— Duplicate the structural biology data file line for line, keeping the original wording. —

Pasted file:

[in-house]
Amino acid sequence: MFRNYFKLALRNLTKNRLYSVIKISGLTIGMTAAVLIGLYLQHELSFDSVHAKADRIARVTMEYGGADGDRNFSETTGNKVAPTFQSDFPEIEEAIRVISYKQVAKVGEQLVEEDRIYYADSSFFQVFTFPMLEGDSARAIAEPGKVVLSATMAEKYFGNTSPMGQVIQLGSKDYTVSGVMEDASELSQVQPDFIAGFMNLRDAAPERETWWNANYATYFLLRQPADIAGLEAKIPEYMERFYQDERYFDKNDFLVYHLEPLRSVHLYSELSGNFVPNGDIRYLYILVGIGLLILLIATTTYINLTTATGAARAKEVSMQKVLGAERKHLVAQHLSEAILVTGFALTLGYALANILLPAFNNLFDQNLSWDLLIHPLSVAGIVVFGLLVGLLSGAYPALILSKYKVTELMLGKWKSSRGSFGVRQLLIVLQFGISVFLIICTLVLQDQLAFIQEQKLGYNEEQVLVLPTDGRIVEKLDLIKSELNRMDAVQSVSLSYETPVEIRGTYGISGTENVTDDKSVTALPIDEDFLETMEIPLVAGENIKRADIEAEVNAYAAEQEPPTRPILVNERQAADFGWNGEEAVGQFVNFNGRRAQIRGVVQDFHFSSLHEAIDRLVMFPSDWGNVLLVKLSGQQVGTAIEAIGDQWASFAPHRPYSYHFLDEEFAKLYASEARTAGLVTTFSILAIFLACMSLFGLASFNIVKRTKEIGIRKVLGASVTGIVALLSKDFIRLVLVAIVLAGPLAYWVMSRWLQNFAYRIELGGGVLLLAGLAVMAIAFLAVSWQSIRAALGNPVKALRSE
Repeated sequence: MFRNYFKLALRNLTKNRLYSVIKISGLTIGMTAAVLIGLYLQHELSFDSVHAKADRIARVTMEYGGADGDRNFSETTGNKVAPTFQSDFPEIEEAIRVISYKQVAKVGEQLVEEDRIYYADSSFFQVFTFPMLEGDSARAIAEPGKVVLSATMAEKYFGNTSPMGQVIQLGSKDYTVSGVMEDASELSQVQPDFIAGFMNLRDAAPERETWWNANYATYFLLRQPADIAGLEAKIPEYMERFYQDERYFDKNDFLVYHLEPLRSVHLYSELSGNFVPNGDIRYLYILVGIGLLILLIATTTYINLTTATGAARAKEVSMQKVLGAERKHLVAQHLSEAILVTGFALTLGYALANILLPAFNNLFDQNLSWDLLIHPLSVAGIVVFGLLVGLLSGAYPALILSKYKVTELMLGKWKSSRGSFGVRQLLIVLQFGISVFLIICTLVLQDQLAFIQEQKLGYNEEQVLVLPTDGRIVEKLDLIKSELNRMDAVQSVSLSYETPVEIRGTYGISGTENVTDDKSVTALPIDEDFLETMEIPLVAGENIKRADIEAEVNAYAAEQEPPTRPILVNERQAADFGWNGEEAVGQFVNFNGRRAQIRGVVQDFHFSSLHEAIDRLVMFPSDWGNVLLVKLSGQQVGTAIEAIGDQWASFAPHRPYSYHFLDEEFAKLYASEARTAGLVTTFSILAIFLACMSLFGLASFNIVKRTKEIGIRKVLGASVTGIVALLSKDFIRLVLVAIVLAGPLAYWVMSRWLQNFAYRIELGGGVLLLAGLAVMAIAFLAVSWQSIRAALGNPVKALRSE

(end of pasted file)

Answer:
[in-house]
Amino acid sequence: MFRNYFKLALRNLTKNRLYSVIKISGLTIGMTAAVLIGLYLQHELSFDSVHAKADRIARVTMEYGGADGDRNFSETTGNKVAPTFQSDFPEIEEAIRVISYKQVAKVGEQLVEEDRIYYADSSFFQVFTFPMLEGDSARAIAEPGKVVLSATMAEKYFGNTSPMGQVIQLGSKDYTVSGVMEDASELSQVQPDFIAGFMNLRDAAPERETWWNANYATYFLLRQPADIAGLEAKIPEYMERFYQDERYFDKNDFLVYHLEPLRSVHLYSELSGNFVPNGDIRYLYILVGIGLLILLIATTTYINLTTATGAARAKEVSMQKVLGAERKHLVAQHLSEAILVTGFALTLGYALANILLPAFNNLFDQNLSWDLLIHPLSVAGIVVFGLLVGLLSGAYPALILSKYKVTELMLGKWKSSRGSFGVRQLLIVLQFGISVFLIICTLVLQDQLAFIQEQKLGYNEEQVLVLPTDGRIVEKLDLIKSELNRMDAVQSVSLSYETPVEIRGTYGISGTENVTDDKSVTALPIDEDFLETMEIPLVAGENIKRADIEAEVNAYAAEQEPPTRPILVNERQAADFGWNGEEAVGQFVNFNGRRAQIRGVVQDFHFSSLHEAIDRLVMFPSDWGNVLLVKLSGQQVGTAIEAIGDQWASFAPHRPYSYHFLDEEFAKLYASEARTAGLVTTFSILAIFLACMSLFGLASFNIVKRTKEIGIRKVLGASVTGIVALLSKDFIRLVLVAIVLAGPLAYWVMSRWLQNFAYRIELGGGVLLLAGLAVMAIAFLAVSWQSIRAALGNPVKALRSE
Repeated sequence: MFRNYFKLALRNLTKNRLYSVIKISGLTIGMTAAVLIGLYLQHELSFDSVHAKADRIARVTMEYGGADGDRNFSETTGNKVAPTFQSDFPEIEEAIRVISYKQVAKVGEQLVEEDRIYYADSSFFQVFTFPMLEGDSARAIAEPGKVVLSATMAEKYFGNTSPMGQVIQLGSKDYTVSGVMEDASELSQVQPDFIAGFMNLRDAAPERETWWNANYATYFLLRQPADIAGLEAKIPEYMERFYQDERYFDKNDFLVYHLEPLRSVHLYSELSGNFVPNGDIRYLYILVGIGLLILLIATTTYINLTTATGAARAKEVSMQKVLGAERKHLVAQHLSEAILVTGFALTLGYALANILLPAFNNLFDQNLSWDLLIHPLSVAGIVVFGLLVGLLSGAYPALILSKYKVTELMLGKWKSSRGSFGVRQLLIVLQFGISVFLIICTLVLQDQLAFIQEQKLGYNEEQVLVLPTDGRIVEKLDLIKSELNRMDAVQSVSLSYETPVEIRGTYGISGTENVTDDKSVTALPIDEDFLETMEIPLVAGENIKRADIEAEVNAYAAEQEPPTRPILVNERQAADFGWNGEEAVGQFVNFNGRRAQIRGVVQDFHFSSLHEAIDRLVMFPSDWGNVLLVKLSGQQVGTAIEAIGDQWASFAPHRPYSYHFLDEEFAKLYASEARTAGLVTTFSILAIFLACMSLFGLASFNIVKRTKEIGIRKVLGASVTGIVALLSKDFIRLVLVAIVLAGPLAYWVMSRWLQNFAYRIELGGGVLLLAGLAVMAIAFLAVSWQSIRAALGNPVKALRSE